It’s certainly surprising to learn that Astrologaster, the latest game from indie dev Nyamyam, is based on the real life of an Elizabethan wannabe doctor. Armed with the science of astrology, protagonist Simon Forman hoped to make his mark on London by curing the ails of the city’s inhabitants, and one day earn his licence as a fully-fledged doctor.
After curing Forman of the plague in Astrologaster, you’re presented with a series of cases to assess, using the stars to support your diagnoses. However, despite his eloquence and confidence in his abilities, Forman isn’t formally qualified to practice medicine. A wide range of patients will seek out the astrologer, sometimes searching for a cure to sickness, but often also searching for guidance in business and relationships.
With each character, you hear their case, and are prompted with a variety of different solutions based on the suggestions of astrological alignments. The game offers up to four different options, but none of them are the definitively “correct” choice; instead, your success is measured on how well-received the diagnosis is. Your only route towards earning a medical licence is though recommendation, and with each case, you can gain (or lose) reputation with that patient.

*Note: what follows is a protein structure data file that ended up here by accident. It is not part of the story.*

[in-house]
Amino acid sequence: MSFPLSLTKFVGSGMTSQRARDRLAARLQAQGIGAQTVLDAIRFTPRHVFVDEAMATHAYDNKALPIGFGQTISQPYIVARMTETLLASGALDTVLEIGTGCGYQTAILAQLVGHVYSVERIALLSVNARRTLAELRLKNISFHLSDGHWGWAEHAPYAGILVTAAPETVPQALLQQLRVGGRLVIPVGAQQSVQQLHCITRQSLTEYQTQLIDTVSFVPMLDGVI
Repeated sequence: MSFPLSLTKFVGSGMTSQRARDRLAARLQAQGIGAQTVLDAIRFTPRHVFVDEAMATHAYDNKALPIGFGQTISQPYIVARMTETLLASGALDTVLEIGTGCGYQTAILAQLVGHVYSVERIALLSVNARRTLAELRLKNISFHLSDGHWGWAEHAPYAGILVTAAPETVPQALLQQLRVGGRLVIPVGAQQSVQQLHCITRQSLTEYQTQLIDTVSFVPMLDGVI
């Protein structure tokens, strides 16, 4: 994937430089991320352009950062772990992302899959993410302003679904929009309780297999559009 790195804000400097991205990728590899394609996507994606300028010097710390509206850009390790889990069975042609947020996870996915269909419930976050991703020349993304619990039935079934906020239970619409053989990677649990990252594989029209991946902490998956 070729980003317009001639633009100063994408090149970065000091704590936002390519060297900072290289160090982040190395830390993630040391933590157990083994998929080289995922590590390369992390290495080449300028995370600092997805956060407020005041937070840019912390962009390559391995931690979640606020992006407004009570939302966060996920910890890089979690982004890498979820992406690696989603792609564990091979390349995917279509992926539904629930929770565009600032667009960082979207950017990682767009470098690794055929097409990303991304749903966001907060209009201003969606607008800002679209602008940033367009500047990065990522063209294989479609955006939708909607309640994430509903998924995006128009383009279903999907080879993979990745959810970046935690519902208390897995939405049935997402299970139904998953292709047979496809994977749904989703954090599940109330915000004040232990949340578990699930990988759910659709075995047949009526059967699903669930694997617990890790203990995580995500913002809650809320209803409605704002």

If you create a good outcome for these characters, they will not only return for future appointments, but potentially also recommend you to other potential patients. The level of interactivity between characters is a major boon; gossip from one patient may give you a clue for a future case, while your choices may also affect a character further down the line.
Likewise, it’s incredibly satisfying to see the subtle implications of your earlier decisions. In one case, you can advise a patient on the safest route to travel, but you can later leak this information (through astrological analysis, of course) to someone that could rob them of their riches. While there’s no “correct” option, you have the potential to wreak havoc in the lives of your patients, choosing the options with the most dramatic effects.
This is where Simon Forman rides the line between the conman and the clinician. Your task is to apply vague signs in astrology to these characters’ lives, and this can have a recognisable impact. More often than not, the safest route is to tell each character what they want to hear, but this doesn’t guarantee that they will return for future appointments.
While the devs haven’t shied away from solemn themes, the game still manages to retain an unexpectedly witty demeanour. Each scene opens with a light-hearted string of archaic verses, as if you’re tuning in to a history lesson from Horrible Histories. Whether you’re helping a pious priest that’s more concerned about his financial investments, or predicting the death of an elderly man for his young fiancee, the tacit humour really brings these overly-composed characters to life.
On top of this, every scene in Forman’s story is depicted on the pages of a wonderfully animated pop-up book. The tales of Simon Forman’s real-life exploits only survive today thanks to his thorough notes, and in this way Astrologaster acts almost as a digitised version of his case book. You can really hear the book’s bindings stretch with every turn of the page, and I’m eager to see the rest of the story unfold.
Astrologaster is available to download now on iOS, and is set to release on Steam on May 9. For more on the world of indie games, make sure to follow indiehub over on Twitter.